The commission said innovation was a must. Through the Knight News Challenge, we already were creating new tools and techniques. But we added an initiative to start dozens of new local news nonprofits. And finally, the commission said that communities must be able to engage with news and information to govern themselves and prosper. Knight started a “tech for engagement” initiative and open government data contests. All of these things help create journalism.

I told Copps I’d rather debate a marlin about the ocean than argue media policy with an FCC commissioner, past or present. My contribution was a famous Thomas Jefferson quote to make a point about “net neutrality.” Jefferson would have wanted a free and open Internet today the same way he wanted widespread newspapers in his day. So today he would say: “Were it left to me to decide whether we should have a government without the Internet, or Internet without the government, I would not hesitate a moment to prefer the latter.”  Added Copps:  “… But it should mean that every person should receive the Internet and be capable of using it.” (That was the second part of the Jefferson quote, modernized.)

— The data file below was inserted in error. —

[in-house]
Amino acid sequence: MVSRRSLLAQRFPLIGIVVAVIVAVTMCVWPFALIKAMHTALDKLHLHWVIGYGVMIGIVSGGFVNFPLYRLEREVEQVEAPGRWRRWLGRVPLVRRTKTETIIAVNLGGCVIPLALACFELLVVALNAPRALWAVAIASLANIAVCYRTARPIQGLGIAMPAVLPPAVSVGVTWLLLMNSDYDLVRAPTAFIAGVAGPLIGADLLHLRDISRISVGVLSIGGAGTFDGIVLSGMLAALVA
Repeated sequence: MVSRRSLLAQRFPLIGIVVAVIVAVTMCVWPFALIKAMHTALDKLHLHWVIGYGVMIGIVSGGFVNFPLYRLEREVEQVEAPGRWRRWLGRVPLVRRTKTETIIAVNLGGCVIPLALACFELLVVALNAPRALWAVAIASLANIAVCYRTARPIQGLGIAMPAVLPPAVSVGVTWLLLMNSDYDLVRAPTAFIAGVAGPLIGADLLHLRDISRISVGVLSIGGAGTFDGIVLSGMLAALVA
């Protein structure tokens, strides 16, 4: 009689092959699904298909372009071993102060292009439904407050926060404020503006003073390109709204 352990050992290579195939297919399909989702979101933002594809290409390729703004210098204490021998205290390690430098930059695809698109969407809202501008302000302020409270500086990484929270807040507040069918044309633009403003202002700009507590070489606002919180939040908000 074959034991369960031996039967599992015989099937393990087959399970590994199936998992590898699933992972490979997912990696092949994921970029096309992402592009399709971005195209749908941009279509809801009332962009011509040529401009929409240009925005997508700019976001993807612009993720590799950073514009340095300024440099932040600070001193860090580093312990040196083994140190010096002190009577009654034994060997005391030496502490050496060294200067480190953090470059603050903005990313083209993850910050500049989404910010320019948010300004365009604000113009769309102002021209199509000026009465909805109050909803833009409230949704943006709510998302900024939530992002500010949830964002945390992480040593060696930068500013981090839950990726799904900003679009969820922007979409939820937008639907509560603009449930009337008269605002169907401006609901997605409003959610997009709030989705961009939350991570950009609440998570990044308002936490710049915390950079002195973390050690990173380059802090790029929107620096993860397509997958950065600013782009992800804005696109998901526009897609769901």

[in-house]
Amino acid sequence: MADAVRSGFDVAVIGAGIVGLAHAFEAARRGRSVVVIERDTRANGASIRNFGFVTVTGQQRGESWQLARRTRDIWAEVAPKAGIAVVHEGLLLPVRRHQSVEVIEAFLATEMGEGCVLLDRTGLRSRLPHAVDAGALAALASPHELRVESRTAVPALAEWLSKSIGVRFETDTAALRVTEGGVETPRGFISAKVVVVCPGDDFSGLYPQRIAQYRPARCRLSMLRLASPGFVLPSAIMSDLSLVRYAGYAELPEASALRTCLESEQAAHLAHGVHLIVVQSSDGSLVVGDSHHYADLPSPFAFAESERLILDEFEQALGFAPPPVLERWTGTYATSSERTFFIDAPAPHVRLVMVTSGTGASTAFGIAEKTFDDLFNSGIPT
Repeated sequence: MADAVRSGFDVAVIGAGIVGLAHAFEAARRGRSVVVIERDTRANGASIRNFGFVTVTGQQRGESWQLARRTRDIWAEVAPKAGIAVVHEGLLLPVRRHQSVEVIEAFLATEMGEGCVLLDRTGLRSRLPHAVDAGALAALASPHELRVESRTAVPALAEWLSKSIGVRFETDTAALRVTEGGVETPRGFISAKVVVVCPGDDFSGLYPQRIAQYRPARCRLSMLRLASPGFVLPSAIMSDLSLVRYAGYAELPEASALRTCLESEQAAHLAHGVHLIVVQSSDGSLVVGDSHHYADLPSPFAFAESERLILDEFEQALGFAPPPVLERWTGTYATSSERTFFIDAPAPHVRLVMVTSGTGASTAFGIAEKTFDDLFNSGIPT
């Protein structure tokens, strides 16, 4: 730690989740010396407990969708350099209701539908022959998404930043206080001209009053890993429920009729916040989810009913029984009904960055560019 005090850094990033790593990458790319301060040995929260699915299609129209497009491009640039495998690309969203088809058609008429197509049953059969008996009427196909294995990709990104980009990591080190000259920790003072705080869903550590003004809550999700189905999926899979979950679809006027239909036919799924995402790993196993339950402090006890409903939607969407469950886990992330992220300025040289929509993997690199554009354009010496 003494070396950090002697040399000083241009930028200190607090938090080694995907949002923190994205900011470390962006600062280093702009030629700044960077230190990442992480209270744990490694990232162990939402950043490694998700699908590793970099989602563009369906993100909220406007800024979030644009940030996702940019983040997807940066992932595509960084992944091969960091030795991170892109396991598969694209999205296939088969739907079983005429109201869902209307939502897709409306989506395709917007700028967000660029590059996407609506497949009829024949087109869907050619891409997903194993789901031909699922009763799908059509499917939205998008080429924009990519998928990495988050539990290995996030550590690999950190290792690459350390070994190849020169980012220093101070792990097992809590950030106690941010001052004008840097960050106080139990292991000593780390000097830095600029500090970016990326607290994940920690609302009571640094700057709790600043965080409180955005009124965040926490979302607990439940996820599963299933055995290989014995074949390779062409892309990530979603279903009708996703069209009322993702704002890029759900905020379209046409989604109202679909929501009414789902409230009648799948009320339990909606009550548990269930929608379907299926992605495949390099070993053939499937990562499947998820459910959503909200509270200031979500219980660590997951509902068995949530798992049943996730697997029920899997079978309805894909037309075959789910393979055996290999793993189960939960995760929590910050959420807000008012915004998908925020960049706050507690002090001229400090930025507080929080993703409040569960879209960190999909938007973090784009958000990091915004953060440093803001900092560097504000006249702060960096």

Net neutrality, telephone and cable company mergers and spectrum actions are big issues. Thinking about them globally is a good thing, but acting on media locally is even better. Everything foundations want to do requires healthy flows of news and information. I urged foundation leaders to: 

  1. Build your own communications capacity. 
  2. Build communications into every grant.
  3. Make journalism and media grants on the topics you care most about.  
  4. Create a more fertile news ecosystem by supporting broadband access and adoption, digital media literacy in libraries and schools and the new tools, techniques and news organizations that make informed and engaged communities possible.

We’re involved in these issues at this foundation because our founders – the Knight family – saw newspapers as the best way to inform and engage communities. That was before digital age media economics ripped away 40 percent of the nation’s newspaper advertising and sent newsroom employment levels back to the 1970s, destroying most of the gains in specialty and investigative reporting. The Knight newspaper company is gone, but the mission remains. Said Jack Knight: “We seek to bestir the people into an awareness of their own condition, provide inspiration for their thoughts and rouse them to pursue their true interests.” It’s a quote we repeat often – and plan to keep repeating until we discover what new or transformed things in the 21st century will do for communities what printed daily newspapers did in the last century – and do it even better.

By Eric Newton, senior adviser to the president at Knight Foundation